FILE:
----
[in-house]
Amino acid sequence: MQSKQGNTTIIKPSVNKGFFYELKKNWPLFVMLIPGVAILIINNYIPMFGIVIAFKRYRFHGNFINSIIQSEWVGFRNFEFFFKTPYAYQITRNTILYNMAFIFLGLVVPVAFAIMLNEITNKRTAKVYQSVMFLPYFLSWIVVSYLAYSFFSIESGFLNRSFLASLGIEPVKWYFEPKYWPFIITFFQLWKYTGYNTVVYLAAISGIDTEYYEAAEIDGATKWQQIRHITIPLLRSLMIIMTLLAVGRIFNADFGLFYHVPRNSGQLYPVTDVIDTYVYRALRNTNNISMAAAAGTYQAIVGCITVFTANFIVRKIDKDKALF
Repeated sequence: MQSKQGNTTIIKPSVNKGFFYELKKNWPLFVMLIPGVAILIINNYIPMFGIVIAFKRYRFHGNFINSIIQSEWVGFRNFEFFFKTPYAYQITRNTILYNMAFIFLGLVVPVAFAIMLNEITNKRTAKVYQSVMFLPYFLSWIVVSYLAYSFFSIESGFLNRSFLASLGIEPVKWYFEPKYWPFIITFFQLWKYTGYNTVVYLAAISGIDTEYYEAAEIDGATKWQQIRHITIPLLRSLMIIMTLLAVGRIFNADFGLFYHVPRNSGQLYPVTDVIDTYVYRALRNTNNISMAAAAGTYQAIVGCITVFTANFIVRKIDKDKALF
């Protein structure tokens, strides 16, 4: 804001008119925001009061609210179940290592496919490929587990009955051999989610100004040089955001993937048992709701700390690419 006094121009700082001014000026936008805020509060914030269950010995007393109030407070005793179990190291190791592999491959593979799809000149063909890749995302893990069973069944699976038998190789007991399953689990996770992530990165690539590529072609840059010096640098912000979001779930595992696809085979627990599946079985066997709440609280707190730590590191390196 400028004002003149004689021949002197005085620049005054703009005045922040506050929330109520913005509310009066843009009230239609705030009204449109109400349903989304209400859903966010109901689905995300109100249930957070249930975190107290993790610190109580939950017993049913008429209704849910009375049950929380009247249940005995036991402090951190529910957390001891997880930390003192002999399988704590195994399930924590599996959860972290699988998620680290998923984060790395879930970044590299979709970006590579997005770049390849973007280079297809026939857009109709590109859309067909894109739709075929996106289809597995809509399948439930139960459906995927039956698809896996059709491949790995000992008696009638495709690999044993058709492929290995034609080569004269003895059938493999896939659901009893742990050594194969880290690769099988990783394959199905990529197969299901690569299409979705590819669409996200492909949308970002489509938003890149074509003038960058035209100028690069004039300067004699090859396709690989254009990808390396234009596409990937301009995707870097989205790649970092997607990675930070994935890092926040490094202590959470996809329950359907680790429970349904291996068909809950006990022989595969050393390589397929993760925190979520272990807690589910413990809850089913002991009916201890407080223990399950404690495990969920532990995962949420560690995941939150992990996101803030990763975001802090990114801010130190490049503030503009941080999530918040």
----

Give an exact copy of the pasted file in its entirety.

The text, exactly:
[in-house]
Amino acid sequence: MQSKQGNTTIIKPSVNKGFFYELKKNWPLFVMLIPGVAILIINNYIPMFGIVIAFKRYRFHGNFINSIIQSEWVGFRNFEFFFKTPYAYQITRNTILYNMAFIFLGLVVPVAFAIMLNEITNKRTAKVYQSVMFLPYFLSWIVVSYLAYSFFSIESGFLNRSFLASLGIEPVKWYFEPKYWPFIITFFQLWKYTGYNTVVYLAAISGIDTEYYEAAEIDGATKWQQIRHITIPLLRSLMIIMTLLAVGRIFNADFGLFYHVPRNSGQLYPVTDVIDTYVYRALRNTNNISMAAAAGTYQAIVGCITVFTANFIVRKIDKDKALF
Repeated sequence: MQSKQGNTTIIKPSVNKGFFYELKKNWPLFVMLIPGVAILIINNYIPMFGIVIAFKRYRFHGNFINSIIQSEWVGFRNFEFFFKTPYAYQITRNTILYNMAFIFLGLVVPVAFAIMLNEITNKRTAKVYQSVMFLPYFLSWIVVSYLAYSFFSIESGFLNRSFLASLGIEPVKWYFEPKYWPFIITFFQLWKYTGYNTVVYLAAISGIDTEYYEAAEIDGATKWQQIRHITIPLLRSLMIIMTLLAVGRIFNADFGLFYHVPRNSGQLYPVTDVIDTYVYRALRNTNNISMAAAAGTYQAIVGCITVFTANFIVRKIDKDKALF
């Protein structure tokens, strides 16, 4: 804001008119925001009061609210179940290592496919490929587990009955051999989610100004040089955001993937048992709701700390690419 006094121009700082001014000026936008805020509060914030269950010995007393109030407070005793179990190291190791592999491959593979799809000149063909890749995302893990069973069944699976038998190789007991399953689990996770992530990165690539590529072609840059010096640098912000979001779930595992696809085979627990599946079985066997709440609280707190730590590191390196 400028004002003149004689021949002197005085620049005054703009005045922040506050929330109520913005509310009066843009009230239609705030009204449109109400349903989304209400859903966010109901689905995300109100249930957070249930975190107290993790610190109580939950017993049913008429209704849910009375049950929380009247249940005995036991402090951190529910957390001891997880930390003192002999399988704590195994399930924590599996959860972290699988998620680290998923984060790395879930970044590299979709970006590579997005770049390849973007280079297809026939857009109709590109859309067909894109739709075929996106289809597995809509399948439930139960459906995927039956698809896996059709491949790995000992008696009638495709690999044993058709492929290995034609080569004269003895059938493999896939659901009893742990050594194969880290690769099988990783394959199905990529197969299901690569299409979705590819669409996200492909949308970002489509938003890149074509003038960058035209100028690069004039300067004699090859396709690989254009990808390396234009596409990937301009995707870097989205790649970092997607990675930070994935890092926040490094202590959470996809329950359907680790429970349904291996068909809950006990022989595969050393390589397929993760925190979520272990807690589910413990809850089913002991009916201890407080223990399950404690495990969920532990995962949420560690995941939150992990996101803030990763975001802090990114801010130190490049503030503009941080999530918040």